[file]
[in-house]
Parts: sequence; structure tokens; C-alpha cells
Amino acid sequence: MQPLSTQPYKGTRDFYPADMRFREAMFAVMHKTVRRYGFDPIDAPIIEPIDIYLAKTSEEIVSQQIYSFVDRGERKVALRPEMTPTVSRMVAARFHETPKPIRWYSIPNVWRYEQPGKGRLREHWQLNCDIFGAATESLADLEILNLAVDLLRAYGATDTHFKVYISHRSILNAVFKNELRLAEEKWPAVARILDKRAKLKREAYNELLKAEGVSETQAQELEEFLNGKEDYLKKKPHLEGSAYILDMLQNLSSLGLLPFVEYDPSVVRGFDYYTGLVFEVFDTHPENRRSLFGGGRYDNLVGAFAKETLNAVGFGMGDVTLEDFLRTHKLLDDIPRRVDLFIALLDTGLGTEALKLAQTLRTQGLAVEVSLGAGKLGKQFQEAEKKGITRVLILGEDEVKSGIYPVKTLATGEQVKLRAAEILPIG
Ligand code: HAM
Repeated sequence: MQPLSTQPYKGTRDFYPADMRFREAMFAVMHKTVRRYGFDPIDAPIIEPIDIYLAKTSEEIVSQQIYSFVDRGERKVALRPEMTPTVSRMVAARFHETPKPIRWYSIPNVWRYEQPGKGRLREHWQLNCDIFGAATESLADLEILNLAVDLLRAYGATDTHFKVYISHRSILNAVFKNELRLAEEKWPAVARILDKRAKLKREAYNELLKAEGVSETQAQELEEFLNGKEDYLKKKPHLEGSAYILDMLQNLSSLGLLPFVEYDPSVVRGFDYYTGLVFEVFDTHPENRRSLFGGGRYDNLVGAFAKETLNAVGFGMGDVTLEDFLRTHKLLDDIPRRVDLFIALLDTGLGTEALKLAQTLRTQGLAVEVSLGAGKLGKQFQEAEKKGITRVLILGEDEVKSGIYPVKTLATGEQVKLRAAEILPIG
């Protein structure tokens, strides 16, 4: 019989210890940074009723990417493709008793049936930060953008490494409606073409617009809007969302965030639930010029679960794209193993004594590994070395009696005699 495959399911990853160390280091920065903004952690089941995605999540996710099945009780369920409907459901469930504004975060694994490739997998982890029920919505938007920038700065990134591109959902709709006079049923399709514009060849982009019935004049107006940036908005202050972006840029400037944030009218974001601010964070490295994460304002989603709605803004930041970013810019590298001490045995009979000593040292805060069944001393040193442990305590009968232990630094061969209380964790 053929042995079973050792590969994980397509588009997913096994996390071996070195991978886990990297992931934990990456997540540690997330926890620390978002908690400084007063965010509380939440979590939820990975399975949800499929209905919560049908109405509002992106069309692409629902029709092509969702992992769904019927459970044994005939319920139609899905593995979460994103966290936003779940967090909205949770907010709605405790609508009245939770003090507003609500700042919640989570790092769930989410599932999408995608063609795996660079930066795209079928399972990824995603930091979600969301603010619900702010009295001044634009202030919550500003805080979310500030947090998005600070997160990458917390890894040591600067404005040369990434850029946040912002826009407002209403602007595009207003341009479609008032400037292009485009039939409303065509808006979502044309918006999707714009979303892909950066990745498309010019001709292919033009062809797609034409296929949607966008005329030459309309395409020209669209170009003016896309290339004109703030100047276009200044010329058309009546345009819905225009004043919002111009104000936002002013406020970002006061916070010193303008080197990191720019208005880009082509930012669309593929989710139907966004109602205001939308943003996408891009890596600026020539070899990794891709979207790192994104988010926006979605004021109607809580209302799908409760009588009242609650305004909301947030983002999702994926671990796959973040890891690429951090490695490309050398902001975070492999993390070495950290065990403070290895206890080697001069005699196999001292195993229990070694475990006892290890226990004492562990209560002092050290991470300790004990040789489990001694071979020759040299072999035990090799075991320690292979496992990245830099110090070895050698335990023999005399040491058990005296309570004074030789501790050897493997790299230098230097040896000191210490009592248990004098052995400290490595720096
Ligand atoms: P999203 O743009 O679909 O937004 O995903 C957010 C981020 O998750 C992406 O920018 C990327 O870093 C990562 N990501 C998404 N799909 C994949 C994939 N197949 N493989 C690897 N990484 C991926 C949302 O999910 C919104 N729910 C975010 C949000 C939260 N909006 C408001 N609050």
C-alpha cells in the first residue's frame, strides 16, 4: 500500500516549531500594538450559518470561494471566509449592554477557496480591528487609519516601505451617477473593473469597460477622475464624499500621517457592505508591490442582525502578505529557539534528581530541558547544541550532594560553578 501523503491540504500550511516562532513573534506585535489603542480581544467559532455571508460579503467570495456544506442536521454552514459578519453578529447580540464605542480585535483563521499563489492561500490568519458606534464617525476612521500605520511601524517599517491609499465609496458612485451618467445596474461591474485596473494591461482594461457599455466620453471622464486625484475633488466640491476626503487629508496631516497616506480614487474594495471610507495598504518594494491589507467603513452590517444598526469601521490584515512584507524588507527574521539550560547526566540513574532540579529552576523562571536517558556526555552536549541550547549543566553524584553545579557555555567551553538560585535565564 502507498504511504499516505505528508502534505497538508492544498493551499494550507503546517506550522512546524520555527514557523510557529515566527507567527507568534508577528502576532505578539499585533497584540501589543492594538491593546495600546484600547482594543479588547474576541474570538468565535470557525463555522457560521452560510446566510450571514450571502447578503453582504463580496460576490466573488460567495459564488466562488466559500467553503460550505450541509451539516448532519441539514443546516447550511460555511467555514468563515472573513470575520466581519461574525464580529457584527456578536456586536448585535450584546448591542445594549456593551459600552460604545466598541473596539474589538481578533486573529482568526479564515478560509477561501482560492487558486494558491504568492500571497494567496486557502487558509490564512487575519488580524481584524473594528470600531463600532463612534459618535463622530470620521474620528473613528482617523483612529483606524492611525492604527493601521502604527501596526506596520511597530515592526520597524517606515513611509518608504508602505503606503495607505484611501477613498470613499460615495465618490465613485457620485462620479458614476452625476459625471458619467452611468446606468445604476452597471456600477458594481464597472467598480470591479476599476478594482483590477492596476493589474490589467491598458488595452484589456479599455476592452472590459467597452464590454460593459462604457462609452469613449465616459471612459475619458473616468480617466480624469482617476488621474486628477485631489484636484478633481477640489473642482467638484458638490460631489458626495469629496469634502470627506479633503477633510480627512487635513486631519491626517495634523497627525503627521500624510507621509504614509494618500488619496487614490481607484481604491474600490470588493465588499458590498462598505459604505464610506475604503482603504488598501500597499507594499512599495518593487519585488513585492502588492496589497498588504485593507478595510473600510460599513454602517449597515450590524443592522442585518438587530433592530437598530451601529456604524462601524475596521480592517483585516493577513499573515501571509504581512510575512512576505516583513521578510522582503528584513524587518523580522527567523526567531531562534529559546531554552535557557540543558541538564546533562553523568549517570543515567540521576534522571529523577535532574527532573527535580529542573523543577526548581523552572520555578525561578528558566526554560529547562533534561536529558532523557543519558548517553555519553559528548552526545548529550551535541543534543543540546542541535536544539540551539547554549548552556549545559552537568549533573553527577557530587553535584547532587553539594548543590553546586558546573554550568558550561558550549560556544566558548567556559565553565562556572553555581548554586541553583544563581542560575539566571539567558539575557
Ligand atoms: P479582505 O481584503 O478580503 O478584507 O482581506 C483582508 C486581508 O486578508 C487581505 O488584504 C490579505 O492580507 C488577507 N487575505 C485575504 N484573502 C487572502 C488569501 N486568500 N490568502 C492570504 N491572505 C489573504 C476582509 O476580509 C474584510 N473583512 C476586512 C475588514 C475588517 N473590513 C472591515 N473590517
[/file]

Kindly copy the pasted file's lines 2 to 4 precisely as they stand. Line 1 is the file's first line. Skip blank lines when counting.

Parts: sequence; structure tokens; C-alpha cells
Amino acid sequence: MQPLSTQPYKGTRDFYPADMRFREAMFAVMHKTVRRYGFDPIDAPIIEPIDIYLAKTSEEIVSQQIYSFVDRGERKVALRPEMTPTVSRMVAARFHETPKPIRWYSIPNVWRYEQPGKGRLREHWQLNCDIFGAATESLADLEILNLAVDLLRAYGATDTHFKVYISHRSILNAVFKNELRLAEEKWPAVARILDKRAKLKREAYNELLKAEGVSETQAQELEEFLNGKEDYLKKKPHLEGSAYILDMLQNLSSLGLLPFVEYDPSVVRGFDYYTGLVFEVFDTHPENRRSLFGGGRYDNLVGAFAKETLNAVGFGMGDVTLEDFLRTHKLLDDIPRRVDLFIALLDTGLGTEALKLAQTLRTQGLAVEVSLGAGKLGKQFQEAEKKGITRVLILGEDEVKSGIYPVKTLATGEQVKLRAAEILPIG
Ligand code: HAM